Our dad has severe emphysema and has been on oxygen for several years. Recently in hospital he received some morphine and said his breathing was much better and he wanted to keep taking it. His regular doctor said morphine was only for people who were dying and wouldn’t prescribe it. Should dad take it regularly?
This is a common misperception: that morphine is used only to help those dying or to accelerate their death. Unfortunately, that thinking then denies morphine’s benefits to patients with serious chronic conditions such as end-stage lung (emphysema) or heart disease, or the agitation of dementia (which is often triggered by chronic pain): several studies verify that those patients who are more comfortable, often live longer.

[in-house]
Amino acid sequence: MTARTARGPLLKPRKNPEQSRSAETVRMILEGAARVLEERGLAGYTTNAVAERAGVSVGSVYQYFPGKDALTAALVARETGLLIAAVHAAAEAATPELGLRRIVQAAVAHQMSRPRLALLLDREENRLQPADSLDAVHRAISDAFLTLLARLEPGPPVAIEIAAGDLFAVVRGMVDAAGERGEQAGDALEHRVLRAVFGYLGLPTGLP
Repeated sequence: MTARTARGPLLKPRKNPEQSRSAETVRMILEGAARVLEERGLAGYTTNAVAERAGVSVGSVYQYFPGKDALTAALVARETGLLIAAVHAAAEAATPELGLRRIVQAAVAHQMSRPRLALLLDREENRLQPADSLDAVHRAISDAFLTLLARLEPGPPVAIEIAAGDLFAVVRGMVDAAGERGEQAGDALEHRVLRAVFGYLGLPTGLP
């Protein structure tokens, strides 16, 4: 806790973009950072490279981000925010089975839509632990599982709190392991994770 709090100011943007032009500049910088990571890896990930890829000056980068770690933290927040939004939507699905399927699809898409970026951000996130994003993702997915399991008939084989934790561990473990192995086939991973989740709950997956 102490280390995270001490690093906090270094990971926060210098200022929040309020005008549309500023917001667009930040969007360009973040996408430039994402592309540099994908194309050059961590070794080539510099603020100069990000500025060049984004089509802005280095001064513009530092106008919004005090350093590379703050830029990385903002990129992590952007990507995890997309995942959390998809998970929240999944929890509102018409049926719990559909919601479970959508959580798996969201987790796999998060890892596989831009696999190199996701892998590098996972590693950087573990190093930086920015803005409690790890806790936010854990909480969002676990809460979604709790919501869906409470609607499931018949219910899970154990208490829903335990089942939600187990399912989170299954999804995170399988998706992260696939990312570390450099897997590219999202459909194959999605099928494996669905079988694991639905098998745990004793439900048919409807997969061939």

Since it works so well, morphine is considered the ‘gold standard’ in palliative care: i.e. all other narcotics or opioids [drugs that act like opium] are compared to it.
Morphine helps these chronic diseases because it:
relaxes the muscles of the bronchial tubes in the lungs, making it easier to breathe;
reduces blood flow back to the heart, making less work for the heart;
reduces the anxiety associated with feeling short of breath or with angina [chest pain from heart disease); and
reduces pain overall, which helps decrease the anxiety and agitation seen in dementias.
Many patients with these conditions have lived more comfortably for months, if not years, after starting low dose morphine (as in only 3mg 3-4 times a day).
Although morphine may cause confusion (usually only at higher doses), it improves with time or reducing the dose; and therefore, the benefits far outweigh its potential harms.
Constipation often occurs [as with any narcotic]; patients need to regularly take a laxative like senokot [stool softeners aren’t enough].
So the bottom line is yes—have your dad ask his doctor to prescribe a small dose regularly for a few weeks and then reassess how he feels.